Promise of the Witch-King (Forgotten Realms: The Sellswords, Book 2) (Bk. 2)
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The book was hidden well.
It’s pages promised the power of the Witch-King himself.
And now that it’s been found, even the fact that it kills anyone foolish enough to crack its cover won’t stop people from fighting over it.
Welcome to the Bloodstone Lands!
Human assassin Artemis Entreri and his dark elf companion Jarlaxle have come to the demon-haunted wastelands of the frozen north at the request of their dragon patron. It doesn’t take long for them to find themselves caught in the middle of a struggle between powerful forces that would like nothing more than to see them both dead . . . or worse.
But Entreri and Jarlaxle aren’t just any wandering sellswords, and the ancient evils and bitter blood-feuds of the wild Bloodstone Lands may have finally met their match.
that pair.” “You seem pleased by it all.” “The easiest road to gaining control is one walked beside those who currently rule.” “I thought it was Jarlaxle who was always in control,” Entreri remarked, and his voice took a sudden sharp edge to it. The drow looked at him curiously, catching that razor line. “Even when he should not be in control,” the assassin went on. “Even in those instances when he is taking control of something that does not concern him.” “When did you take to speaking in
concealed item, whatever it might be.” Arrayan pulled her hand free of his grasp, started to reach for the book, but changed her mind and crossed both of her hands in her lap. She sat alternately staring at the tome and at her uncle. “It will certainly be trapped,” Wingham said. “Though I have been able to find none—and not for lack of trying!” “I was told that you only recently found it,” said Arrayan. “Months ago,” replied Wingham. “I spoke of it to no one until I had exhausted all of my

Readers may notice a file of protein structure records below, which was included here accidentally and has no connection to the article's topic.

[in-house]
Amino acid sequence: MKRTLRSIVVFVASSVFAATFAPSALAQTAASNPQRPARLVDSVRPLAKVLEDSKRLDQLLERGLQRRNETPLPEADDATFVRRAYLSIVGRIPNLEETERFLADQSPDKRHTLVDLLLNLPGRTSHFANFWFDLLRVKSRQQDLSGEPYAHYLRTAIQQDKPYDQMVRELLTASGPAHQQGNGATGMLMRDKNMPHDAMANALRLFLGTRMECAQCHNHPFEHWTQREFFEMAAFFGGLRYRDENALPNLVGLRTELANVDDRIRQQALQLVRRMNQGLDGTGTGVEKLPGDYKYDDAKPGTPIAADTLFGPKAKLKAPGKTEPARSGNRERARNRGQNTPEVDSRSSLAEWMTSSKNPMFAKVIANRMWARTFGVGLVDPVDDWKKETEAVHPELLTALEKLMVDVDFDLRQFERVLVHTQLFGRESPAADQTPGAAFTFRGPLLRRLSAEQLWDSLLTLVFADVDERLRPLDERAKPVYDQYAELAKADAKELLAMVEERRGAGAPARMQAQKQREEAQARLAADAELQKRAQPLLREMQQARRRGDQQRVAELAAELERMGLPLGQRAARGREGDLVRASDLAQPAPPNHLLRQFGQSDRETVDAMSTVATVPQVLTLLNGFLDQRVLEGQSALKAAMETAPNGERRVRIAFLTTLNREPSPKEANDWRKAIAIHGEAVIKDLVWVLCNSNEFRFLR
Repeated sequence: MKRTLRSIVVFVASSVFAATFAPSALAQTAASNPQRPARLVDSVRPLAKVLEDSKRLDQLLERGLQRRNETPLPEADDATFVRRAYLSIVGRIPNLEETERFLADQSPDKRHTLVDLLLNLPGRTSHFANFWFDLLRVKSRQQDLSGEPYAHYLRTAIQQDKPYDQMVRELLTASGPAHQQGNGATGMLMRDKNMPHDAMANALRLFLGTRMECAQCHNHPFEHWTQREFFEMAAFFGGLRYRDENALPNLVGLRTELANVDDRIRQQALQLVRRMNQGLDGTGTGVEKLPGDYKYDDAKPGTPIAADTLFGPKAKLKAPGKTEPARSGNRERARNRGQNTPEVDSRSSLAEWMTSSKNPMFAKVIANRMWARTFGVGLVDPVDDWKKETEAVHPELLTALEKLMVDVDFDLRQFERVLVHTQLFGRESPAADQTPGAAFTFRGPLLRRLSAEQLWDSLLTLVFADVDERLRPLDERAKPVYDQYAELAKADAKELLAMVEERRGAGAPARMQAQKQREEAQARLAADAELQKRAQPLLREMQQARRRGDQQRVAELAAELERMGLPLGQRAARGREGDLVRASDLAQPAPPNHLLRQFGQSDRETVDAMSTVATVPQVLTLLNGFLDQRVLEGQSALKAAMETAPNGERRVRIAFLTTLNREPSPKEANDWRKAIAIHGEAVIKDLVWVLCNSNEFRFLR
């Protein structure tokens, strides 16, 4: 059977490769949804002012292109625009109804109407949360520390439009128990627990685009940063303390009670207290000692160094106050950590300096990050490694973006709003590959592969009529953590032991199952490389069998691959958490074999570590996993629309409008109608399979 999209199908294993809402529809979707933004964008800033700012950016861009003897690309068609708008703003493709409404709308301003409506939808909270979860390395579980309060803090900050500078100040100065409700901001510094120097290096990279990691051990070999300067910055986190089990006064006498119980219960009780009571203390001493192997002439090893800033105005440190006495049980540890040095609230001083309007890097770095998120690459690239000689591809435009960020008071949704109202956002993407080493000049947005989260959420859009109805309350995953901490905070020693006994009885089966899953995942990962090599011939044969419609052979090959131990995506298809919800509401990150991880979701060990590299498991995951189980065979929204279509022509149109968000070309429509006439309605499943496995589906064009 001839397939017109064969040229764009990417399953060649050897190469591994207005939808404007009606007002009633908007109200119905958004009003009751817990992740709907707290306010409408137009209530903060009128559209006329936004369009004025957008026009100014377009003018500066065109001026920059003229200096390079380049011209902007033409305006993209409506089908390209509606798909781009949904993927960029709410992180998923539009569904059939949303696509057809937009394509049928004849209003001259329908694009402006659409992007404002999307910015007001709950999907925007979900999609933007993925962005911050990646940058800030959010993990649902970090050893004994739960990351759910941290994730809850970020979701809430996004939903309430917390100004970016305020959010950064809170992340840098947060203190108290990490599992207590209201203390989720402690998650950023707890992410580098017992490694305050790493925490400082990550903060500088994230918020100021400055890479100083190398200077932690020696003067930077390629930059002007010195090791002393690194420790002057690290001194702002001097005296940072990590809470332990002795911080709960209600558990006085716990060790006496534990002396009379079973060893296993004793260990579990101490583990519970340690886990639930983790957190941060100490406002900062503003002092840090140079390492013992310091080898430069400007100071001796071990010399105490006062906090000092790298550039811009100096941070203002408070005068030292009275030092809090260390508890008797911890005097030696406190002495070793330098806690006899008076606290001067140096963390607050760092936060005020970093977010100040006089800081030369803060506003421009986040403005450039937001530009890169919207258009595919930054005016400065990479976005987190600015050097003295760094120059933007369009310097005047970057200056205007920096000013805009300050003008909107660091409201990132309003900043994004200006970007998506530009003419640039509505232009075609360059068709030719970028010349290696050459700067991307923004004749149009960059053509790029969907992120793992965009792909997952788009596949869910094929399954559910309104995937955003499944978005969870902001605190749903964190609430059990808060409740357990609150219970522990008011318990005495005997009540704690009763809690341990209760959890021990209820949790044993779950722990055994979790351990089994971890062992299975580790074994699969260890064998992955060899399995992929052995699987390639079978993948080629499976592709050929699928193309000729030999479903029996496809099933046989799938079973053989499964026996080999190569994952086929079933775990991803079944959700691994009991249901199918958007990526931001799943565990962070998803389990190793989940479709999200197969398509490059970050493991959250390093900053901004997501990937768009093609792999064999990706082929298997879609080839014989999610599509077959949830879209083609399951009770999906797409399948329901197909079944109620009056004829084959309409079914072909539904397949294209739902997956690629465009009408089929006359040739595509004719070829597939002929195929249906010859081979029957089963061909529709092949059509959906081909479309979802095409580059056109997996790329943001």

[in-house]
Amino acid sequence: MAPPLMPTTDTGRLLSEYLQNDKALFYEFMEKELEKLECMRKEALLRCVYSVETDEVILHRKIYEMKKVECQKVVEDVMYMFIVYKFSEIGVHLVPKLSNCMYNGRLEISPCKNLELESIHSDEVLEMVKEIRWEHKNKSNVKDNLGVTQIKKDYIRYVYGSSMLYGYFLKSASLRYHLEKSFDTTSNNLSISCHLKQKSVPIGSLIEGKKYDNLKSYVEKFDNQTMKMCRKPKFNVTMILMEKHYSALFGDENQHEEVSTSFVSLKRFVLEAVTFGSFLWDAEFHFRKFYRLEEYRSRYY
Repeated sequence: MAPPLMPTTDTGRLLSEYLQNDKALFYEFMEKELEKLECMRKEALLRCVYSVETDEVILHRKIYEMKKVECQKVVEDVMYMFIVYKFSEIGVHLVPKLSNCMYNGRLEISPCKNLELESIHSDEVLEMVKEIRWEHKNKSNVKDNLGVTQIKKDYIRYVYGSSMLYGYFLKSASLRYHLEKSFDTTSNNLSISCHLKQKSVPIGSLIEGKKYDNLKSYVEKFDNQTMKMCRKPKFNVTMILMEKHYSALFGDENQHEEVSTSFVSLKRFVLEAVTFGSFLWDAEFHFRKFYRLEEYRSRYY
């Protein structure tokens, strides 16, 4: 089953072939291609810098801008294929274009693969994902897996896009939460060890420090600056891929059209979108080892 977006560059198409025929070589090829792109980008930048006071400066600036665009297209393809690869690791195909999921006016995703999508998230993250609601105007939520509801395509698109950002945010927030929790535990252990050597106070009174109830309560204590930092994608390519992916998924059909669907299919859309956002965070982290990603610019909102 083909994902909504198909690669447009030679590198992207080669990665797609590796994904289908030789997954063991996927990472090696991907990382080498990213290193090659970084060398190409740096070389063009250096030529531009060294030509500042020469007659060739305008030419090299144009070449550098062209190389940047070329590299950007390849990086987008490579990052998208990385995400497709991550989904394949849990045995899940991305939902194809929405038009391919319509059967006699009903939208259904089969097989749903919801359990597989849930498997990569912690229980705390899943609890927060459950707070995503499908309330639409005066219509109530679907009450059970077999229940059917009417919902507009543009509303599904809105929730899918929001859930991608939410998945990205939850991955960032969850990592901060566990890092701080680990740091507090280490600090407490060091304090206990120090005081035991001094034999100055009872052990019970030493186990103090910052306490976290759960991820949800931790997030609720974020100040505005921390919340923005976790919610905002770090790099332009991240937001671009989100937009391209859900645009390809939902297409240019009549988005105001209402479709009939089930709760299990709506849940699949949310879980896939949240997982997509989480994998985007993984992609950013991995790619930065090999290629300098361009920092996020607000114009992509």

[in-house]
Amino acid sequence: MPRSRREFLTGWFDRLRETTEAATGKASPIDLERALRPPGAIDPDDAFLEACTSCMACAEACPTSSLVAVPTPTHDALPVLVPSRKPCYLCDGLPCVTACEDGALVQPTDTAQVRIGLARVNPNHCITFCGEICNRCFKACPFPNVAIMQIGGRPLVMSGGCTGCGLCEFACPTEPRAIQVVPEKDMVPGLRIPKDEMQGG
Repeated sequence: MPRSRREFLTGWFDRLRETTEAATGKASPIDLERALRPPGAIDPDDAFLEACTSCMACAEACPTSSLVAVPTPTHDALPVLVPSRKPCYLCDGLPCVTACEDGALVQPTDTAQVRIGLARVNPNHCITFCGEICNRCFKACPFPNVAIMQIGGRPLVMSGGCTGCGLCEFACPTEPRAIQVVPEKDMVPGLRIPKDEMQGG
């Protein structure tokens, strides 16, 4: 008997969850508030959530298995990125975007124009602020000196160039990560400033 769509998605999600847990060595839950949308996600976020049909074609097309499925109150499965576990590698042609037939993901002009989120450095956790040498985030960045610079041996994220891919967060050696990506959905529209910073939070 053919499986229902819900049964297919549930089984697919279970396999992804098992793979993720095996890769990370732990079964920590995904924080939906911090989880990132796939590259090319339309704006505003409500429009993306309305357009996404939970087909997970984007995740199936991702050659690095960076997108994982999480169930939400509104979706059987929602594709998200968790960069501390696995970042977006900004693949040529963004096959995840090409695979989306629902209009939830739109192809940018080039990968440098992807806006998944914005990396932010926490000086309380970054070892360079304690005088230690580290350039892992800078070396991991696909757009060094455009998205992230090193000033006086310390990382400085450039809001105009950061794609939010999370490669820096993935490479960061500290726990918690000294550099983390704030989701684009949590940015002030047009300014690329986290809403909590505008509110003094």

biting. Entreri shouted out, and the horses snorted and bucked in terror and swerved to the right, moving up along the uneven and rising foothill. “Hold them!” Jarlaxle cried, grabbing at the reigns. The wagon jolted hard, its rear wheel clipping a stone and diving into a deep rut. The horse team broke free, pulling the harness from the frame and taking both Jarlaxle and Entreri with them—for the moment at least. Both kept their sensibilities enough to let go as they came forward from the
stand. He tried to digest Nyungy’s words and reasoning, looking for some flaw, for some sliver of hope. He instinctively put his arm out to block the old half-orc, but Nyungy moved with a purpose that he had not known in many, many years. He brushed by Wingham and into the bedroom and bade Olgerkhan to stand aside. The large half-orc did just that, leaving the way open to Arrayan, who was resting back with her eyes closed and her breathing shallow. Nyungy knew much of the world around
into it were translations of life energy, drawn from an outside source. That energy had fueled the construction, served as the living source of power animating the undead, caused the gargoyles to regenerate on their perches, and brought life to the golems. Canthan could hardly draw a breath. The sheer power of the translation overwhelmed him. For some two decades, the wizards of the Bloodstone Lands considered Zhengyi’s lichdom, his cheating of death itself, to be his greatest accomplishment,